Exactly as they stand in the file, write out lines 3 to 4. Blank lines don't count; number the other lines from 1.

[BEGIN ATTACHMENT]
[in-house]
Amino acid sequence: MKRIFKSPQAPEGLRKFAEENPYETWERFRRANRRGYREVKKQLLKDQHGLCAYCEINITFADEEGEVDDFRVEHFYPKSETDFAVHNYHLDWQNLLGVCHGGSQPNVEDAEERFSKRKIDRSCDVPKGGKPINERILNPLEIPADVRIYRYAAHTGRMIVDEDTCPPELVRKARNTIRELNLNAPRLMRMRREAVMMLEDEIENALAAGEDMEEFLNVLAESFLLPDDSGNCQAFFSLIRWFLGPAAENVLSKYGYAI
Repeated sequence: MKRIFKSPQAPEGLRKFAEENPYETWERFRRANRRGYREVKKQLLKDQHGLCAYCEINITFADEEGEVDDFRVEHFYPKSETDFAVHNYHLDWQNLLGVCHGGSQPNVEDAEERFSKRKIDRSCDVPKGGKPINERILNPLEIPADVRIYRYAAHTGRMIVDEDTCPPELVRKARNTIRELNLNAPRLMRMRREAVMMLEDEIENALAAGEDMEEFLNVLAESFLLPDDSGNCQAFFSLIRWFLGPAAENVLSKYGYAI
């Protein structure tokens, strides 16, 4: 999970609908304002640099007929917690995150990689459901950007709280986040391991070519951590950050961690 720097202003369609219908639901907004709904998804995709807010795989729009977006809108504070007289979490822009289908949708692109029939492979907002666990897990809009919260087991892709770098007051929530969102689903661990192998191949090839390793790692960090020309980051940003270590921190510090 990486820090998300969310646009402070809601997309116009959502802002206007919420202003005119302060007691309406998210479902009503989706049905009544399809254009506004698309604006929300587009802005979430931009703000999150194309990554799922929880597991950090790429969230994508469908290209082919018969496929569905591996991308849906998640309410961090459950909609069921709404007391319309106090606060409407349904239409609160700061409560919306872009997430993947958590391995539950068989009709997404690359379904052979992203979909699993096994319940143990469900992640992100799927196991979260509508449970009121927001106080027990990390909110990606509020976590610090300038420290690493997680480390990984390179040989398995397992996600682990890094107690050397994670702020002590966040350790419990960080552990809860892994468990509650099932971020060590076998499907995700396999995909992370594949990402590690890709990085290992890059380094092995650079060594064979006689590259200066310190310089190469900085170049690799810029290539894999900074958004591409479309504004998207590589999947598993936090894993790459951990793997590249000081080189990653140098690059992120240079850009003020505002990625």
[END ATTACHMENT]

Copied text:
Repeated sequence: MKRIFKSPQAPEGLRKFAEENPYETWERFRRANRRGYREVKKQLLKDQHGLCAYCEINITFADEEGEVDDFRVEHFYPKSETDFAVHNYHLDWQNLLGVCHGGSQPNVEDAEERFSKRKIDRSCDVPKGGKPINERILNPLEIPADVRIYRYAAHTGRMIVDEDTCPPELVRKARNTIRELNLNAPRLMRMRREAVMMLEDEIENALAAGEDMEEFLNVLAESFLLPDDSGNCQAFFSLIRWFLGPAAENVLSKYGYAI
């Protein structure tokens, strides 16, 4: 999970609908304002640099007929917690995150990689459901950007709280986040391991070519951590950050961690 720097202003369609219908639901907004709904998804995709807010795989729009977006809108504070007289979490822009289908949708692109029939492979907002666990897990809009919260087991892709770098007051929530969102689903661990192998191949090839390793790692960090020309980051940003270590921190510090 990486820090998300969310646009402070809601997309116009959502802002206007919420202003005119302060007691309406998210479902009503989706049905009544399809254009506004698309604006929300587009802005979430931009703000999150194309990554799922929880597991950090790429969230994508469908290209082919018969496929569905591996991308849906998640309410961090459950909609069921709404007391319309106090606060409407349904239409609160700061409560919306872009997430993947958590391995539950068989009709997404690359379904052979992203979909699993096994319940143990469900992640992100799927196991979260509508449970009121927001106080027990990390909110990606509020976590610090300038420290690493997680480390990984390179040989398995397992996600682990890094107690050397994670702020002590966040350790419990960080552990809860892994468990509650099932971020060590076998499907995700396999995909992370594949990402590690890709990085290992890059380094092995650079060594064979006689590259200066310190310089190469900085170049690799810029290539894999900074958004591409479309504004998207590589999947598993936090894993790459951990793997590249000081080189990653140098690059992120240079850009003020505002990625």